19. Characterization of selected volatile organic compounds, polycyclic aromatic hydrocarbons and carbonyl compounds at a roadside monitoring station

    NASA Astrophysics Data System (ADS)

    Ho, K. F.; Lee, S. C.; Chiu, Gloria M. Y.

    Volatile organic compounds (VOCs), PAHs and carbonyl compounds are the major toxic components in Hong Kong. Emissions from motor vehicles have been one of the primary pollution sources in the metropolitan areas throughout Hong Kong for a long time. A 1-yr monitoring program for VOCs, PAHs and carbonyl compounds had been performed at a roadside urban station at Hong Kong Polytechnic University in order to determine the variations and correlations of each selected species (VOCs, PAHs and carbonyl compounds). This study is aimed to analyze toxic volatile organic compounds (benzene, toluene, ethylbenzene and xylene), two carbonyl compounds (formaldehyde, acetaldehyde), and selective polycyclic aromatic hydrocarbons. The monitoring program started from 16 April 1999 to 30 March 2000. Ambient VOC concentrations, many of which originate from the same sources as particulate PAHs and carbonyls compounds, show significant quantities of benzene, toluene and xylenes. Correlations and multivariate analysis of selected gaseous and particulate phase organic pollutants were performed. Source identification by principle component analysis and hierarchical cluster analysis allowed the identification of four sources (factors) for the roadside monitoring station. Factor 1 represents the effect of diesel vehicle exhaust. Factor 2 shows the contribution of aromatic compounds. Factor 3 explains photochemical products—formaldehyde and acetaldehyde. Factor 4 explains the effect of gasoline vehicle exhaust.

  20. A design for an intelligent monitor and controller for space station electrical power using parallel distributed problem solving

    NASA Technical Reports Server (NTRS)

    Morris, Robert A.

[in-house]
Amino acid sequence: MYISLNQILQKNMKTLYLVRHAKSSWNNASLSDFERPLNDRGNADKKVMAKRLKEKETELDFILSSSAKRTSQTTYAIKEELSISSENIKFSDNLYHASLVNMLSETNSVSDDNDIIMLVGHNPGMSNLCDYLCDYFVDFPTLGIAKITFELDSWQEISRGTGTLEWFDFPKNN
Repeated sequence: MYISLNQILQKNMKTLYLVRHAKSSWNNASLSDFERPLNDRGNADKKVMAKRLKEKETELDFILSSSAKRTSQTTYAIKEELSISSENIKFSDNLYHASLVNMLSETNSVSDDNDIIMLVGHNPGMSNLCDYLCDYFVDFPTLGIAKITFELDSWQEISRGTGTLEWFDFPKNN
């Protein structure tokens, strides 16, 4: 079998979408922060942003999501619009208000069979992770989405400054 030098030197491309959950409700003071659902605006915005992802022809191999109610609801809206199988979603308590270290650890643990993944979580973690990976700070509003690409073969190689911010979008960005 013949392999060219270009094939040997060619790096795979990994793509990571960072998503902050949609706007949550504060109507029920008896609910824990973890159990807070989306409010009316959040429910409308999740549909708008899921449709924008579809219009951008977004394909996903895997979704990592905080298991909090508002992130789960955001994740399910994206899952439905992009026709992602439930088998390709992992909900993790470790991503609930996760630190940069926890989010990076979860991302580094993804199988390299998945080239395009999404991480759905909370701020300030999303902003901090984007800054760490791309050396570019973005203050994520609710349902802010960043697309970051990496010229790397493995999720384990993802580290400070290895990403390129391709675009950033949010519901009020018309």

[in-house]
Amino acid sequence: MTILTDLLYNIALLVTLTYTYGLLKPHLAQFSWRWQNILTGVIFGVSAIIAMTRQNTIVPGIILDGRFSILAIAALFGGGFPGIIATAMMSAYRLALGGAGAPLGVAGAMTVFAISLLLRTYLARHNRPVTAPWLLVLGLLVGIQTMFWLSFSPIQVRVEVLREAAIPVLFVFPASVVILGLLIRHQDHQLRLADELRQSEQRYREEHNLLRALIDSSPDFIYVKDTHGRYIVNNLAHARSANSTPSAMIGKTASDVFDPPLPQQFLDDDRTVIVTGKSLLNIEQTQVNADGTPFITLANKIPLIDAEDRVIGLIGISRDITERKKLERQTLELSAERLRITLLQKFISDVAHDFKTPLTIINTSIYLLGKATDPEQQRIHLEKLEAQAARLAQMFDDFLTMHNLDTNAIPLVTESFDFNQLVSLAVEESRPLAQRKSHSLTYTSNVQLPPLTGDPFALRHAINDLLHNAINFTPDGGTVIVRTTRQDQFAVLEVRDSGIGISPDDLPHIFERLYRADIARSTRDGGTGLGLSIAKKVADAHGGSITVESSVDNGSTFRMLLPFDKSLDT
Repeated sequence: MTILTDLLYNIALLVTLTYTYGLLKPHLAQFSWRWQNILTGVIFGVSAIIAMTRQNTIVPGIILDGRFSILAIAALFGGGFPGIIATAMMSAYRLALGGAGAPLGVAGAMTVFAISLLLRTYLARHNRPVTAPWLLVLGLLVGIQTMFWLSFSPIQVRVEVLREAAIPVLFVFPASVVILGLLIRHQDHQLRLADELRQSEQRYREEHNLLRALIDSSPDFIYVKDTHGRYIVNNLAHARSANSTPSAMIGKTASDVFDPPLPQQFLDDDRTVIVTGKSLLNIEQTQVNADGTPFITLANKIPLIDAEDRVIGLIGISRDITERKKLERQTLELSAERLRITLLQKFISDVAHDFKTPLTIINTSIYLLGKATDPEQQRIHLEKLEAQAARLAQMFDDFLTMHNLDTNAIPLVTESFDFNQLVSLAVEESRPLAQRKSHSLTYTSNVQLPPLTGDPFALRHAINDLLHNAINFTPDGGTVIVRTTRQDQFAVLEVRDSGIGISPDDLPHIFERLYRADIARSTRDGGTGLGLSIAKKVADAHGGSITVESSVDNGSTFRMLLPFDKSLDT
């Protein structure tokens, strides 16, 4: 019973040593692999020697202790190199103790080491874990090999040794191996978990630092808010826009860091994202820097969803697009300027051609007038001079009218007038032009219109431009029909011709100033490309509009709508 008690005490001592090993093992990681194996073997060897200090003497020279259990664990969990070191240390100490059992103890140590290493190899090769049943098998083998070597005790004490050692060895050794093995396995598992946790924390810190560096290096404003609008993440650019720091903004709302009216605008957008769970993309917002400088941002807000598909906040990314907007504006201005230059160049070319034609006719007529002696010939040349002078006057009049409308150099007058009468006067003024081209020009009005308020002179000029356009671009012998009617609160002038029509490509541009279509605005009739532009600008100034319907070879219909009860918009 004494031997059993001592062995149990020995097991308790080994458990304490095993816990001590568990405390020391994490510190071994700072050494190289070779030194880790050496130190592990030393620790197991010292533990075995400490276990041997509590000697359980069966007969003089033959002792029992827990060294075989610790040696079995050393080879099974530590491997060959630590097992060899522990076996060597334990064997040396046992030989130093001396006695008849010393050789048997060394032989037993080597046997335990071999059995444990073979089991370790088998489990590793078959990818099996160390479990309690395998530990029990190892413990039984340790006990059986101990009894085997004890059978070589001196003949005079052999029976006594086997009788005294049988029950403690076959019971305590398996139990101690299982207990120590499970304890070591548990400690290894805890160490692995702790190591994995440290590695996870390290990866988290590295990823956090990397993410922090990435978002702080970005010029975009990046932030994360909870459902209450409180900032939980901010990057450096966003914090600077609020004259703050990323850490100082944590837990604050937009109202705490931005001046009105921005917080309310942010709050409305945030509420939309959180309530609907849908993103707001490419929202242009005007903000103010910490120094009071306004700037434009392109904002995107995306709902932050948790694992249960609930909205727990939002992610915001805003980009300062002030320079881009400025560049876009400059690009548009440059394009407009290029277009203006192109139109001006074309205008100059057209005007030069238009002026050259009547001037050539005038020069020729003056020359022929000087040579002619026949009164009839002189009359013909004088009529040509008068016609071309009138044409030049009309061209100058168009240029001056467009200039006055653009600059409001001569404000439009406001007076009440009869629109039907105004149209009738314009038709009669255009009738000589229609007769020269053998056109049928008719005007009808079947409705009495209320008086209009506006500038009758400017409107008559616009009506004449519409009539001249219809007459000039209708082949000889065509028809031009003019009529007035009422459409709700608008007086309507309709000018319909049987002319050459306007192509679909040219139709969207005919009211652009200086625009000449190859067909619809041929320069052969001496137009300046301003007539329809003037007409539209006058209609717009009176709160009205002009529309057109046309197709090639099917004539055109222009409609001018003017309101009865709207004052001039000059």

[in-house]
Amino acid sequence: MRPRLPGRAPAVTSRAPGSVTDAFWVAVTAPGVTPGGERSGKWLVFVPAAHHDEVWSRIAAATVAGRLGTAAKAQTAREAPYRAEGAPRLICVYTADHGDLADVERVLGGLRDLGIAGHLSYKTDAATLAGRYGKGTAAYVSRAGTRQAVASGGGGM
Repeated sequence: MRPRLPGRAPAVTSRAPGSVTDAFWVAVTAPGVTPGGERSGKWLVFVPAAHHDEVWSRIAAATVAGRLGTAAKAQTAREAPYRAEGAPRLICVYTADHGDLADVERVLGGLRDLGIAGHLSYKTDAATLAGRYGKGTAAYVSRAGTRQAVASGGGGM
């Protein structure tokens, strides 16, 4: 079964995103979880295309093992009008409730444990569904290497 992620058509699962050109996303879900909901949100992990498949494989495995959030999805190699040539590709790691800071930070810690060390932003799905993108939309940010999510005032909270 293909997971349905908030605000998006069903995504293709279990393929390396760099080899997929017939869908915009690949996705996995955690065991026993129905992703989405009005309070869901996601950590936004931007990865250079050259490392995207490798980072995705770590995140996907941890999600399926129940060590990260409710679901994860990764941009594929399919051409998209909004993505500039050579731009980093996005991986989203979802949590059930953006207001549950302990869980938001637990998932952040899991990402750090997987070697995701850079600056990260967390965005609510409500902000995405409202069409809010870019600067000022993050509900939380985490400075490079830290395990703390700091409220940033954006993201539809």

1990-01-01

    The emphasis is on defining a set of communicating processes for intelligent spacecraft secondary power distribution and control. The computer hardware and software implementation platform for this work is that of the ADEPTS project at the Johnson Space Center (JSC). The electrical power system design which was used as the basis for this research is that of Space Station Freedom, although the functionality of the processes defined here generalize to any permanent manned space power control application. First, the Space Station Electrical Power Subsystem (EPS) hardware to be monitored is described, followed by a set of scenarios describing typical monitor and control activity. Then, the parallel distributed problem solving approach to knowledge engineering is introduced. There follows a two-step presentation of the intelligent software design for secondary power control. The first step decomposes the problem of monitoring and control into three primary functions. Each of the primary functions is described in detail. Suggestions for refinements and embelishments in design specifications are given.

  1. Three-year monitoring of stable isotopes of precipitation at Concordia Station, East Antarctica

    NASA Astrophysics Data System (ADS)

    Stenni, Barbara; Scarchilli, Claudio; Masson-Delmotte, Valerie; Schlosser, Elisabeth; Ciardini, Virginia; Dreossi, Giuliano; Grigioni, Paolo; Bonazza, Mattia; Cagnati, Anselmo; Karlicek, Daniele; Risi, Camille; Udisti, Roberto; Valt, Mauro

    2016-10-01